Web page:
Mar. 10, 2015

Picture of the Week: Plastiglomerate

by Chau Tu

Click to enlarge images
Not all the beaches on the Hawaiian Islands have pristine, sandy shorelines. Kamilo Beach on the southeast end of the Big Island, for one, tends to attract more trash than sunbathers.
As a result, the remote beach has become a site for what researchers have dubbed “plastiglomerate”: rocks of sediment and marine debris melted together with plastic. Patricia Corcoran, an associate professor of geology at the University of Western Ontario, found more than 200 pieces of plastiglomerate at 21 sites along Kamilo Beach a couple summers ago. She reported her findings last June in GSA Today.
The pieces that Corcoran found contained various natural material, including sand, volcanic rock, wood, and shells. But “all of them had plastic for sure, because that’s what melded everything together,” says Corcoran. The variety of plastic ranged from ropes, nets, and fishing tubes, to bottle lids and package containers.
Corcoran first heard about these “plastic rocks” from Charles Moore, a captain of the oceanographic research vessel Alguita, who told her in 2012 that he found a piece that was as large as the flatbed of a pickup truck. (Corcoran was unable to find any that massive; she assumes beach cleaners might have incinerated them by the time she got there.)
According to Corcoran, Moore had initially suggested that lava flowing out of a volcano formed the rocks by melting the plastic. “But in looking at the volcanological history of the island, it had been centuries—or even longer—since there was an active flow in that region near Kamilo Beach,” Corcoran says, and plastic has been manufactured en masse only since the 1950s.
The sun’s rays probably weren’t responsible, either, because temperatures of 185 degrees Fahrenheit (85 degrees Celsius) or higher are necessary to melt most common plastics. “We knew it couldn’t have been a natural process that melted the plastic,” she says.
Corcoran suspects that campfires are instead to blame. Kamilo Beach is mostly deserted, but of those who visit, many cook out on the beach. When they build campfires, the hot coals burn the surrounding trash.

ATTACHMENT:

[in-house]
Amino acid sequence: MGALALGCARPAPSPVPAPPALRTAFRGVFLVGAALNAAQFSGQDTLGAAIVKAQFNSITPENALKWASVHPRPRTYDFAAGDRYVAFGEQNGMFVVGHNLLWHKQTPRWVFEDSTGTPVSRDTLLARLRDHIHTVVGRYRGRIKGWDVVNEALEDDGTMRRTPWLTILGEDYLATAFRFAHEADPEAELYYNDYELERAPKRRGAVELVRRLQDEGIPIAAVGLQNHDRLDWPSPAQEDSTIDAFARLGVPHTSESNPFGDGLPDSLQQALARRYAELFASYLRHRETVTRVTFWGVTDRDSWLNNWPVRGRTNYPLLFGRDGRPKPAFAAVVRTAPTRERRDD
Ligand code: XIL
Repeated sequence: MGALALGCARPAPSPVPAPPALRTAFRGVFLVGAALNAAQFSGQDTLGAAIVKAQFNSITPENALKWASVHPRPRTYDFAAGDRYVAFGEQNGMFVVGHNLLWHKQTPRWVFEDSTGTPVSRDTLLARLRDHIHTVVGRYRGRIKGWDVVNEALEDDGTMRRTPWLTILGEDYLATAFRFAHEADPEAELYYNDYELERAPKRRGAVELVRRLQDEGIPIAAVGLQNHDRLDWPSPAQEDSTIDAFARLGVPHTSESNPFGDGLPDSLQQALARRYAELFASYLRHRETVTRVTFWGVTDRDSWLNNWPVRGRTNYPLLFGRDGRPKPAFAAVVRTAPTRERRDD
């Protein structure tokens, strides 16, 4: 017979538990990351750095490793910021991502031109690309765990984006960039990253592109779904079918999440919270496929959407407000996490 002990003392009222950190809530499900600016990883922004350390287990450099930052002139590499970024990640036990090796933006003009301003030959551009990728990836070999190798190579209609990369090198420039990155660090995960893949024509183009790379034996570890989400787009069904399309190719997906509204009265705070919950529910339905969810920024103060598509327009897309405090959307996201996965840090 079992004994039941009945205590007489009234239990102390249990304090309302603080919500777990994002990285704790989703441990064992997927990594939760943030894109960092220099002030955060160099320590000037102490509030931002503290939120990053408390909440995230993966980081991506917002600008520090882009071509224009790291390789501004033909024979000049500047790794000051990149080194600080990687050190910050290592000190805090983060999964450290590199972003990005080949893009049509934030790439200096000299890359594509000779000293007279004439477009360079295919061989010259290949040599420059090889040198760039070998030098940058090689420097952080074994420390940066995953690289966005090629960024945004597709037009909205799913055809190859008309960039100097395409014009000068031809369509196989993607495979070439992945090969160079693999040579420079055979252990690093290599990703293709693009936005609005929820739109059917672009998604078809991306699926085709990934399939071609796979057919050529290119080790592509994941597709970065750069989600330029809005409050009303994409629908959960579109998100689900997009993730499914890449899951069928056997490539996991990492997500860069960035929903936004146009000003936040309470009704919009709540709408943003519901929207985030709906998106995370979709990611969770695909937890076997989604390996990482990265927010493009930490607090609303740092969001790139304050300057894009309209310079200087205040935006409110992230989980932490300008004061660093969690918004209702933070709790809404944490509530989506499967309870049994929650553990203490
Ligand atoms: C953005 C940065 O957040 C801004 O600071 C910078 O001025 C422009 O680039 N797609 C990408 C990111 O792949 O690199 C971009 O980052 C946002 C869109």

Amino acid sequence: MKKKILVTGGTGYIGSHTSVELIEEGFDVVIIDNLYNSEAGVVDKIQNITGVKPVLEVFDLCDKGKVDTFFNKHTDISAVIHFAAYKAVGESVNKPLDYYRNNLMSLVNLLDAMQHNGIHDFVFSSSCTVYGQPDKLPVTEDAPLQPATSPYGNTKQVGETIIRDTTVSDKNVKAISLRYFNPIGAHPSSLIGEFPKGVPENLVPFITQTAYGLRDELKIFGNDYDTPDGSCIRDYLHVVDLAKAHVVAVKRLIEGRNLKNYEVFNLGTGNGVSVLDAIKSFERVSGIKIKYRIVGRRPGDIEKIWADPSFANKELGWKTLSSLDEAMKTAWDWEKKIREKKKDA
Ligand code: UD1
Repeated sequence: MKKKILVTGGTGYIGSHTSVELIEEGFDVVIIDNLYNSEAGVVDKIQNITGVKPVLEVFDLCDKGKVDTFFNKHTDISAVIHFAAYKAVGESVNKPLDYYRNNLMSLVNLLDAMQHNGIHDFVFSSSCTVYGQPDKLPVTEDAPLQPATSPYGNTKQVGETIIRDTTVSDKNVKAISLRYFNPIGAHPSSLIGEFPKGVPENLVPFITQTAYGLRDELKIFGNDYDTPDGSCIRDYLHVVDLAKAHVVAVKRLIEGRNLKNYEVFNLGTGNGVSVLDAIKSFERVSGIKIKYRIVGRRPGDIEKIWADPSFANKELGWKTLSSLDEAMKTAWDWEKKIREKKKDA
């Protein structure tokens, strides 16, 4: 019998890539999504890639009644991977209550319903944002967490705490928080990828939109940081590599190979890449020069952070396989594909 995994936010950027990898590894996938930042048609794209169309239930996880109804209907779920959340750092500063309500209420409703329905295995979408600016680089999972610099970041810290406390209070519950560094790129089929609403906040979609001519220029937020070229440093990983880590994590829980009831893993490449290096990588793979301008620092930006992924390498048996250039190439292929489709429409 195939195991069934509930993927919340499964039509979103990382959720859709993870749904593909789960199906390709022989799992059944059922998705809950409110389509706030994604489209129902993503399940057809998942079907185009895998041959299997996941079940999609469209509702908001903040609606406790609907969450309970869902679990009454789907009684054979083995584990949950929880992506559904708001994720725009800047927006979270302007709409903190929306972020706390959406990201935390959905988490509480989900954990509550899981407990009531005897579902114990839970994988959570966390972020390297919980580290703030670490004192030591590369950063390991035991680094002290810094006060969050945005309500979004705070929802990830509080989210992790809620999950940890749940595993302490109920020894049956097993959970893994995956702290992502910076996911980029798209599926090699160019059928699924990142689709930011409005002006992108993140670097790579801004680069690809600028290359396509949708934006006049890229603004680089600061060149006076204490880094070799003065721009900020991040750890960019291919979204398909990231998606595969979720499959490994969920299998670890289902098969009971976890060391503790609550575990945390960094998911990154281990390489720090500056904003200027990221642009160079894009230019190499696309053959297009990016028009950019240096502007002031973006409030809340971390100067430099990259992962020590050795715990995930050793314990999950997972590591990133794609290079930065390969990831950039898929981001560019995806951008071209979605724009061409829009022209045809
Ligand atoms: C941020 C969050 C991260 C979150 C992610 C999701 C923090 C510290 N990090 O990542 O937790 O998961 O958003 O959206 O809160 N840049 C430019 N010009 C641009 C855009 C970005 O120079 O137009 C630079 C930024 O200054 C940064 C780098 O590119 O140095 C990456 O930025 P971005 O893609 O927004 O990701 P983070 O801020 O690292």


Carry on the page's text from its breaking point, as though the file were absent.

“I think most of the time, these people don’t really realize that they’re burning plastic,” says Corcoran. “Kamilo Beach is so littered with plastic debris that it’s hard to make a fire without burning some. It’s just everywhere.”
Much of the plastic and other garbage gets washed in by the North Pacific Gyre, which circulates clockwise around the Hawaiian Islands, depositing materials along the southeastern shorelines. Because of its location at the southern tip of the Big Island, Kamilo Beach likely snags flotsam as ocean currents sweep by. Based on visible markings on some of the products, a lot of the rubbish comes from other countries such as China and Japan, as well as parts of Europe, according to Corcoran. “It's coming from all over the world,” she says.
Corcoran is the first to publish research on the phenomenon. But considering the huge amount of plastics consumed globally, and that these plastiglomerates form anthropogenically, she says she wouldn’t be surprised if other people have noticed the rocks in different locales. Still, since publishing her study, she’s only heard from one other person who’s discovered a fragment outside of Kamilo Beach—and that was on another Hawaiian island.
On the off chance you happen across a piece of plastiglomerate, what should you do? Though there’s no definitive solution, leaving it on the beach could be environmentally hazardous—the debris could get buried and potentially disrupt the flow of nutrients in the groundwater, posits Corcoran. While incineration is better than simply burning the rocks—the former can contain plastic pollutants—the process is expensive, and facilities are hard to find.
“In the end, the best thing we can do is just reduce the amount of plastic that we use,” says Corcoran. Currently, she collects the plastiglomerate specimens she finds. “I've gotten many requests from museums to feature this material,” she says. “It’s used as a symbol to show, ‘What has this world come to?’”
About Chau Tu

Chau is SciFri's web producer. She spends a lot of her time drinking coffee, seeking out street art, listening to music, and defending Los Angeles. Follow her @chaubtu

The views expressed are those of the author and are not necessarily those of Science Friday.
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